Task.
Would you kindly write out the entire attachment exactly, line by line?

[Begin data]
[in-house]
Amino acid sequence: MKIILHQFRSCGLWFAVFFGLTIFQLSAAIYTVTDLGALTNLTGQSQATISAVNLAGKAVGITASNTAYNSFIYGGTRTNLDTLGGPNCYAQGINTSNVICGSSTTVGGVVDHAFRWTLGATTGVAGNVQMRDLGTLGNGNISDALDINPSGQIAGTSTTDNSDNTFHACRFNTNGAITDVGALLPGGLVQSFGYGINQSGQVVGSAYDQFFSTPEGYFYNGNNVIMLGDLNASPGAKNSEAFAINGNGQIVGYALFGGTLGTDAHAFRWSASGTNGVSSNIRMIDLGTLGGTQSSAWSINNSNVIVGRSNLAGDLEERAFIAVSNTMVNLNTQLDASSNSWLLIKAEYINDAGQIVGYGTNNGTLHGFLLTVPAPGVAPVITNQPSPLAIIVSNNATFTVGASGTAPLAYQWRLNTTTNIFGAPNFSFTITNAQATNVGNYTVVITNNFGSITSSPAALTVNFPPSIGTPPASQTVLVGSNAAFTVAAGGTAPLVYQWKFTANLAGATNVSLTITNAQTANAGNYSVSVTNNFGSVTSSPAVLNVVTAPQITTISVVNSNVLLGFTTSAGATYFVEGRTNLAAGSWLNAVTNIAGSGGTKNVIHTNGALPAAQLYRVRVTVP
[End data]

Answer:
[in-house]
Amino acid sequence: MKIILHQFRSCGLWFAVFFGLTIFQLSAAIYTVTDLGALTNLTGQSQATISAVNLAGKAVGITASNTAYNSFIYGGTRTNLDTLGGPNCYAQGINTSNVICGSSTTVGGVVDHAFRWTLGATTGVAGNVQMRDLGTLGNGNISDALDINPSGQIAGTSTTDNSDNTFHACRFNTNGAITDVGALLPGGLVQSFGYGINQSGQVVGSAYDQFFSTPEGYFYNGNNVIMLGDLNASPGAKNSEAFAINGNGQIVGYALFGGTLGTDAHAFRWSASGTNGVSSNIRMIDLGTLGGTQSSAWSINNSNVIVGRSNLAGDLEERAFIAVSNTMVNLNTQLDASSNSWLLIKAEYINDAGQIVGYGTNNGTLHGFLLTVPAPGVAPVITNQPSPLAIIVSNNATFTVGASGTAPLAYQWRLNTTTNIFGAPNFSFTITNAQATNVGNYTVVITNNFGSITSSPAALTVNFPPSIGTPPASQTVLVGSNAAFTVAAGGTAPLVYQWKFTANLAGATNVSLTITNAQTANAGNYSVSVTNNFGSVTSSPAVLNVVTAPQITTISVVNSNVLLGFTTSAGATYFVEGRTNLAAGSWLNAVTNIAGSGGTKNVIHTNGALPAAQLYRVRVTVP